Catalonia has started to make respirators with 3D printers as of Monday, after a public-private partnership resulted in a medically-validated prototype that can be manufactured on an industrial scale. The aim of the project is to provide extra material to hospitals and especially intensive care units coping with the most serious coronavirus cases.

The public and private institutions behind Leitat 1 – the name of the prototype – say that from this week, around 50 to 100 such respirators can be manufactured every day. The Catalan public health system (CatSalut), through Terrassa’s health consortium (CST) and Parc Taulí hospital in Sabadell, has joined the project, together with the firms HP, Seat, Leitat, and the consortium of Barcelona’s Zona Franca industrial estate (CZFB).

The production of the device will also be joined by the Airbus and Navantia companies, as well as smaller communities of ‘makers,’ aiming to increase the capacity of production over the coming days. “It is a field respirator whose design and components have been simplified as much as possible, aiming to develop a robust medical device that is useful and less complex, through easier production and assembly,” said a statement from Zona Franca’s industrial estate consortium.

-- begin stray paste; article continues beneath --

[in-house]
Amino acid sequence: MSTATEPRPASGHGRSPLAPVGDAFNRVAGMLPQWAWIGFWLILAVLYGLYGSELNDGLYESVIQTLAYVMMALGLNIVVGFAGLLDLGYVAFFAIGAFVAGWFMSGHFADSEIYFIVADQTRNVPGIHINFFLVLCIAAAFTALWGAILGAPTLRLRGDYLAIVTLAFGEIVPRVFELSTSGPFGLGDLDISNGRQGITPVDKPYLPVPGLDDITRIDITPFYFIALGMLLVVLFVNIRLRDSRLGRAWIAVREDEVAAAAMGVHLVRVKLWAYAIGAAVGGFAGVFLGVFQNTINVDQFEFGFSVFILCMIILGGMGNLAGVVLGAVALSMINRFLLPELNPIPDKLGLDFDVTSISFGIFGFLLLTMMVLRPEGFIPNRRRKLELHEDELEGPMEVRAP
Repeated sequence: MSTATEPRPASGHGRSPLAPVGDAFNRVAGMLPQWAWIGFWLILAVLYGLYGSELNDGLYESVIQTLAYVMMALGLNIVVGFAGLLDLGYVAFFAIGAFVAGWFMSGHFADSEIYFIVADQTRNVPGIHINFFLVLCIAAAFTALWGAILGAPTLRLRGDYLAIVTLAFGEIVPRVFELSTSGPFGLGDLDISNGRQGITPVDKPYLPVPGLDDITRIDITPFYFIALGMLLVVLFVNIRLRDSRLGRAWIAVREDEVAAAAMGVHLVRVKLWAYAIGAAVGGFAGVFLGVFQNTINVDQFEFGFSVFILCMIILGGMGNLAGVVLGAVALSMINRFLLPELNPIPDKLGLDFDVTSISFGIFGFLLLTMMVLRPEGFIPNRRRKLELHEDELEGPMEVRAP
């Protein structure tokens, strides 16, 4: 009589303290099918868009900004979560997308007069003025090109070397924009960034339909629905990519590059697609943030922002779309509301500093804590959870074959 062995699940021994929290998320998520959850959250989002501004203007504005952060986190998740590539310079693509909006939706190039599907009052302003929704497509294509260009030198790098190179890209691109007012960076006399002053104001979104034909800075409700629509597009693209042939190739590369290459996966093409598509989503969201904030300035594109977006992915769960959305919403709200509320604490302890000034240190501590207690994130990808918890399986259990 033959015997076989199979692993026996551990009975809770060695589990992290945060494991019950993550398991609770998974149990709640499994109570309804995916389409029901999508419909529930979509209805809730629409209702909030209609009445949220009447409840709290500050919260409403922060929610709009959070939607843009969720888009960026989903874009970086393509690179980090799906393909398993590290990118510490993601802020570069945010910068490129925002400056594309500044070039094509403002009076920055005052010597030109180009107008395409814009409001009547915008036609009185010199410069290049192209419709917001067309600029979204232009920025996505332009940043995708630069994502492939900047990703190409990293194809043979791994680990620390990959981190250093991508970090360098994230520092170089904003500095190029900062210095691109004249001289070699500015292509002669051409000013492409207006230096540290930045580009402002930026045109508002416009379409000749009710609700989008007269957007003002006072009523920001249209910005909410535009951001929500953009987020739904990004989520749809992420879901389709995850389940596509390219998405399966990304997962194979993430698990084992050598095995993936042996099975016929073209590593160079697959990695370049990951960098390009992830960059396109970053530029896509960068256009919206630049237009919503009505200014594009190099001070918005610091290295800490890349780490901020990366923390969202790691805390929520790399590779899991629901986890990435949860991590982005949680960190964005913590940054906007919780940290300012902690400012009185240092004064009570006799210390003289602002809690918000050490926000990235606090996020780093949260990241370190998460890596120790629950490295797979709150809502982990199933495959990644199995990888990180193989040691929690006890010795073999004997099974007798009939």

Catalonia’s health minister, Alba Vergés, said on Sunday evening that the prototype has been designed “in record-breaking time.” She added that the project will breathe “fresh air” into the health system, which is on the brink of collapse.

Thousands of face masks

In northern Catalonia, a group of volunteers have banded together to make face masks that can be used by people and healthcare professionals. Conchi Morales, a dressmaker from Sant Feliu de Guíxols, sent out the call for volunteers to use cotton clothing fabric to make face masks, and the response came from thousands of people willing to give a hand.

At first, the group made 2,000 cotton masks, which can serve as “another filter” for people in the fight against covid-19. However, the group now uses a special surgical fabric, which is “perfect” for healthcare workers. “We have been told that these masks are perfect especially for healthcare workers because they can be washed and disinfected several times,” Morales explained.

Local town councils have donated material to the cause too, but the group are looking for more material donations, as they already have enough of a workforce to help. In fact, in one morning alone, the group were able to make 1,000 face masks. Organizer Conchi Morales first put out the call for volunteers on social media, thinking “around nine or ten people would answer” her. However, the response was huge, and thousands had pledged to give their services in making the first 2,000 face masks.

Now, the initiative has grown, as the group will continue making the face masks during this time of crisis. They have also made contact with other groups, to teach them how to fabricate the face masks. However, Morales emphasises that the group does not charge anything for the masks, nor do they accept economic donations. “There are healthcare workers who take care of us, and we want to take care of them,” she said.

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